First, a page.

PHIPPS, Hon. Charles (1753-86).
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Family and Education
Lt. R.N. 1771; capt. 1776.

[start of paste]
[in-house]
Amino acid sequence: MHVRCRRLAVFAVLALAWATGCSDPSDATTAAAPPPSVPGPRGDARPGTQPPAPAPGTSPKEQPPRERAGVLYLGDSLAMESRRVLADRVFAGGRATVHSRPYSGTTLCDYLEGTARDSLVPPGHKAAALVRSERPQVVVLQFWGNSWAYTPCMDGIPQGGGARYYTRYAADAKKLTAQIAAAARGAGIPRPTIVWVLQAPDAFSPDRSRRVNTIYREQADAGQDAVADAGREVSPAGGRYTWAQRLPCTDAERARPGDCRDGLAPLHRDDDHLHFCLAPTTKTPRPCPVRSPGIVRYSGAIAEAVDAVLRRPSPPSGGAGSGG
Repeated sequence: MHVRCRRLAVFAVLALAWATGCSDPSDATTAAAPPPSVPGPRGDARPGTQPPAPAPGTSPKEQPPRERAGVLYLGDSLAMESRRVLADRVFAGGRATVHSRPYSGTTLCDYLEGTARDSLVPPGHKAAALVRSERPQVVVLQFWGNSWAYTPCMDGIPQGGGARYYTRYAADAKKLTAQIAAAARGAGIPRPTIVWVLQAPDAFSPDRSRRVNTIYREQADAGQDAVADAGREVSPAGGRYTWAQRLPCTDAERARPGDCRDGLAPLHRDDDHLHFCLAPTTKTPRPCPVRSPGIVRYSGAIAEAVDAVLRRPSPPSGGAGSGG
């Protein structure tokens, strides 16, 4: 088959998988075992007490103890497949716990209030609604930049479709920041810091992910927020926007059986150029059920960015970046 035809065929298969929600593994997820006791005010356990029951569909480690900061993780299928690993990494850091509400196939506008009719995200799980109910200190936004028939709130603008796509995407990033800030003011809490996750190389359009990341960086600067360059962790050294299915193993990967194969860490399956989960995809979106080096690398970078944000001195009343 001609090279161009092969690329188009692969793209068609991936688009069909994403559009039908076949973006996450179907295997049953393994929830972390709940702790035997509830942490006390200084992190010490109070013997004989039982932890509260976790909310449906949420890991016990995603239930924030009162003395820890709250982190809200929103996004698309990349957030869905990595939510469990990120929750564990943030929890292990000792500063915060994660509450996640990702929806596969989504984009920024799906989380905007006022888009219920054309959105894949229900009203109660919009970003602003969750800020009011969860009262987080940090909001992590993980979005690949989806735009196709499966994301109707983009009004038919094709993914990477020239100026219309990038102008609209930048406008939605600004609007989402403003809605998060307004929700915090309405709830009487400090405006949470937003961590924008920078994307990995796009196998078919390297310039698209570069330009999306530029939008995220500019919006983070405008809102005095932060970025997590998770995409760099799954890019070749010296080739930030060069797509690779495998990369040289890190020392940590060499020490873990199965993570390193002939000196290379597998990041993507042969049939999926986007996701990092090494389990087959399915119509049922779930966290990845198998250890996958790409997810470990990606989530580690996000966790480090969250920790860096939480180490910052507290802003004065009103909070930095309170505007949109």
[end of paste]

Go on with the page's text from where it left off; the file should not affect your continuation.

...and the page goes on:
Professionally and politically Phipps followed in the wake of his brother, Constantine John, to whose influence he probably owed his early promotion to the rank of captain. In 1779, when Sir Hugh Palliser resigned his seat for Scarborough, Phipps was elected on the Admiralty interest with Palliser’s assistance.1 In 1780, Phipps was returned unopposed: his brother refused to accept a Government seat for him at any other place, and to satisfy him, Lord Sandwich arranged that Palliser should not stand.2 Phipps silently supported North’s Government. ‘He bears a good character in his profession’, the English Chronicle wrote in 1781, ‘and has sense enough to know that in the House of Commons he is to vote, and not to speak.’ But his naval duties often kept him away from the House, and he did not vote on Shelburne’s peace preliminaries or Fox’s East India bill. At the beginning of 1784, with his brother, he deserted North and Sandwich for Pitt, and at the general election unsuccessfully contested Scarborough on his brother’s and the Admiralty interest. In June 1784 a seat was found for him at Minehead, by Treasury arrangement with the patron, John Fownes Luttrell. He died 20 Oct. 1786.